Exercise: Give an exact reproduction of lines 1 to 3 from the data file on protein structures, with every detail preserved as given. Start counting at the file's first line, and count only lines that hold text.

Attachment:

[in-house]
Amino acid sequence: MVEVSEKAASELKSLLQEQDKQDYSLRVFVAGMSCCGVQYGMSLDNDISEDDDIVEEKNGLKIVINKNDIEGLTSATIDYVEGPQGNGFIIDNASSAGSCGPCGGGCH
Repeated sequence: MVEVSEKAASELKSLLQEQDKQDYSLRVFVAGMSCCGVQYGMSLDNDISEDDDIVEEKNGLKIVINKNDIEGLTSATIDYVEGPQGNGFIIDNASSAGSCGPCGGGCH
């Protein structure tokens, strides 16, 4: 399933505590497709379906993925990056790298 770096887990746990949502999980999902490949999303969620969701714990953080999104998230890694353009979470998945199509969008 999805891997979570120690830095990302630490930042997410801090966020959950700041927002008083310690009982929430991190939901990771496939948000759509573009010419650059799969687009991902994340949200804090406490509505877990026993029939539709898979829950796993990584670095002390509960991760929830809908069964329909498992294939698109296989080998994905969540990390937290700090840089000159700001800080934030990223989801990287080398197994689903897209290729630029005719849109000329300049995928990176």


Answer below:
[in-house]
Amino acid sequence: MVEVSEKAASELKSLLQEQDKQDYSLRVFVAGMSCCGVQYGMSLDNDISEDDDIVEEKNGLKIVINKNDIEGLTSATIDYVEGPQGNGFIIDNASSAGSCGPCGGGCH
Repeated sequence: MVEVSEKAASELKSLLQEQDKQDYSLRVFVAGMSCCGVQYGMSLDNDISEDDDIVEEKNGLKIVINKNDIEGLTSATIDYVEGPQGNGFIIDNASSAGSCGPCGGGCH